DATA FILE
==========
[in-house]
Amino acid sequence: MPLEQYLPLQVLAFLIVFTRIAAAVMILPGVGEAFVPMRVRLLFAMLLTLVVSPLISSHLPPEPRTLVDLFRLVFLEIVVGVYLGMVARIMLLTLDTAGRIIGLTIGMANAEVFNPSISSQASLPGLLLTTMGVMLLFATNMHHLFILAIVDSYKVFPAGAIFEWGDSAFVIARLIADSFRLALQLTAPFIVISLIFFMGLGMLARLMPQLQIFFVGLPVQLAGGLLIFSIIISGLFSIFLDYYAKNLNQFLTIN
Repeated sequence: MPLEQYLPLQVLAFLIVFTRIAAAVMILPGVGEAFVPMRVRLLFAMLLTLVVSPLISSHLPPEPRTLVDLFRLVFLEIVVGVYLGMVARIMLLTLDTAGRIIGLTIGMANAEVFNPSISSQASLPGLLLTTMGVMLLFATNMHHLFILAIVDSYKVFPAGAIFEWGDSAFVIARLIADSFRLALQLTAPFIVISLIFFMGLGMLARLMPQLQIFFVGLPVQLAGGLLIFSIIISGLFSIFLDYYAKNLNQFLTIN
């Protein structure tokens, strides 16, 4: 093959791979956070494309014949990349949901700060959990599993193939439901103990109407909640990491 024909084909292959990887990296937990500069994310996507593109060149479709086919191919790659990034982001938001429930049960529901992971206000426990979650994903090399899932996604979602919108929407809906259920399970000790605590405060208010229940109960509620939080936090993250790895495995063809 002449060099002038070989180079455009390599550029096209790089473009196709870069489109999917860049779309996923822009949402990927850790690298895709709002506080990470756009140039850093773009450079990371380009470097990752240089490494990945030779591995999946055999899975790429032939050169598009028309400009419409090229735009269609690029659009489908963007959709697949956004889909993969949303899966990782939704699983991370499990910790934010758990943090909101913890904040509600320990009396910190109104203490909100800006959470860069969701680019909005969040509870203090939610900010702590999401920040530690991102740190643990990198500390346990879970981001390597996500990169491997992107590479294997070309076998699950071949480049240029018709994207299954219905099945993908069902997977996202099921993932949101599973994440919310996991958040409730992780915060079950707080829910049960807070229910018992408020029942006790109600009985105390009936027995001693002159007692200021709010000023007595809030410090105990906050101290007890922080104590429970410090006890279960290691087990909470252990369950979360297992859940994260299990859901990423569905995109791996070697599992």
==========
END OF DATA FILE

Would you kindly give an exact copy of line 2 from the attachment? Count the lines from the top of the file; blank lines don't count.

Amino acid sequence: MPLEQYLPLQVLAFLIVFTRIAAAVMILPGVGEAFVPMRVRLLFAMLLTLVVSPLISSHLPPEPRTLVDLFRLVFLEIVVGVYLGMVARIMLLTLDTAGRIIGLTIGMANAEVFNPSISSQASLPGLLLTTMGVMLLFATNMHHLFILAIVDSYKVFPAGAIFEWGDSAFVIARLIADSFRLALQLTAPFIVISLIFFMGLGMLARLMPQLQIFFVGLPVQLAGGLLIFSIIISGLFSIFLDYYAKNLNQFLTIN